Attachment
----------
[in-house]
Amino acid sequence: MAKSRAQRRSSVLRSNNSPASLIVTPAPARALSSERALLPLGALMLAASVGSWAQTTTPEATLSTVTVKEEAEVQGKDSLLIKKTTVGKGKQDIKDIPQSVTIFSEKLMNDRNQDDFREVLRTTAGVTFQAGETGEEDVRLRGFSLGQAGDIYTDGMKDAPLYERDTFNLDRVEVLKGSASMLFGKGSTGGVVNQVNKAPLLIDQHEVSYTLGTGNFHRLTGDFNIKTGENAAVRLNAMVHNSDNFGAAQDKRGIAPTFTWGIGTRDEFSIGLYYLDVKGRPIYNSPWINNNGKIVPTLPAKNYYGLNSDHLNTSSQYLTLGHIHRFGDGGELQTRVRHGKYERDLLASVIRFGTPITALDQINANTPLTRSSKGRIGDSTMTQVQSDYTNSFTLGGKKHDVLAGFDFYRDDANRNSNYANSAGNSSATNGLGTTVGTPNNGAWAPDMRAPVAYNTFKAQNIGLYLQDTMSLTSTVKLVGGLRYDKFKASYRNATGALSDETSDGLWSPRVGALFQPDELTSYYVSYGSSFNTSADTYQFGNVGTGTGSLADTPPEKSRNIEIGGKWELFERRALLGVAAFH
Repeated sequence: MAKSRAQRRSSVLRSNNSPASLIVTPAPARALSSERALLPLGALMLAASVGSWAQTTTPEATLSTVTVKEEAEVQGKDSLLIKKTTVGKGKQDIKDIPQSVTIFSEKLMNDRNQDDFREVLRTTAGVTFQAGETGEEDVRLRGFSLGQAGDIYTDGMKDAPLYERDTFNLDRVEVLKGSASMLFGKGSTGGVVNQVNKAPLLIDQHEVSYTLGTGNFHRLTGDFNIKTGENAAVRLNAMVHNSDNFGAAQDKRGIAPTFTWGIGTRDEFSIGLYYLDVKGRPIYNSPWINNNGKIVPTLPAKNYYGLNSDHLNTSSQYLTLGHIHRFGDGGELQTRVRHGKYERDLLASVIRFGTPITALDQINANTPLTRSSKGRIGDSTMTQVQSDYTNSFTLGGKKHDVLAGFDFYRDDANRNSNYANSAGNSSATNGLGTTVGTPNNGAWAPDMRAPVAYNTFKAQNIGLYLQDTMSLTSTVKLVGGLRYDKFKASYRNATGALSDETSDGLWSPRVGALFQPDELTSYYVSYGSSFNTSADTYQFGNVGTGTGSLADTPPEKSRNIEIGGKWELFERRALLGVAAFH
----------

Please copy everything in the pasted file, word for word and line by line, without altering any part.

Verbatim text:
[in-house]
Amino acid sequence: MAKSRAQRRSSVLRSNNSPASLIVTPAPARALSSERALLPLGALMLAASVGSWAQTTTPEATLSTVTVKEEAEVQGKDSLLIKKTTVGKGKQDIKDIPQSVTIFSEKLMNDRNQDDFREVLRTTAGVTFQAGETGEEDVRLRGFSLGQAGDIYTDGMKDAPLYERDTFNLDRVEVLKGSASMLFGKGSTGGVVNQVNKAPLLIDQHEVSYTLGTGNFHRLTGDFNIKTGENAAVRLNAMVHNSDNFGAAQDKRGIAPTFTWGIGTRDEFSIGLYYLDVKGRPIYNSPWINNNGKIVPTLPAKNYYGLNSDHLNTSSQYLTLGHIHRFGDGGELQTRVRHGKYERDLLASVIRFGTPITALDQINANTPLTRSSKGRIGDSTMTQVQSDYTNSFTLGGKKHDVLAGFDFYRDDANRNSNYANSAGNSSATNGLGTTVGTPNNGAWAPDMRAPVAYNTFKAQNIGLYLQDTMSLTSTVKLVGGLRYDKFKASYRNATGALSDETSDGLWSPRVGALFQPDELTSYYVSYGSSFNTSADTYQFGNVGTGTGSLADTPPEKSRNIEIGGKWELFERRALLGVAAFH
Repeated sequence: MAKSRAQRRSSVLRSNNSPASLIVTPAPARALSSERALLPLGALMLAASVGSWAQTTTPEATLSTVTVKEEAEVQGKDSLLIKKTTVGKGKQDIKDIPQSVTIFSEKLMNDRNQDDFREVLRTTAGVTFQAGETGEEDVRLRGFSLGQAGDIYTDGMKDAPLYERDTFNLDRVEVLKGSASMLFGKGSTGGVVNQVNKAPLLIDQHEVSYTLGTGNFHRLTGDFNIKTGENAAVRLNAMVHNSDNFGAAQDKRGIAPTFTWGIGTRDEFSIGLYYLDVKGRPIYNSPWINNNGKIVPTLPAKNYYGLNSDHLNTSSQYLTLGHIHRFGDGGELQTRVRHGKYERDLLASVIRFGTPITALDQINANTPLTRSSKGRIGDSTMTQVQSDYTNSFTLGGKKHDVLAGFDFYRDDANRNSNYANSAGNSSATNGLGTTVGTPNNGAWAPDMRAPVAYNTFKAQNIGLYLQDTMSLTSTVKLVGGLRYDKFKASYRNATGALSDETSDGLWSPRVGALFQPDELTSYYVSYGSSFNTSADTYQFGNVGTGTGSLADTPPEKSRNIEIGGKWELFERRALLGVAAFH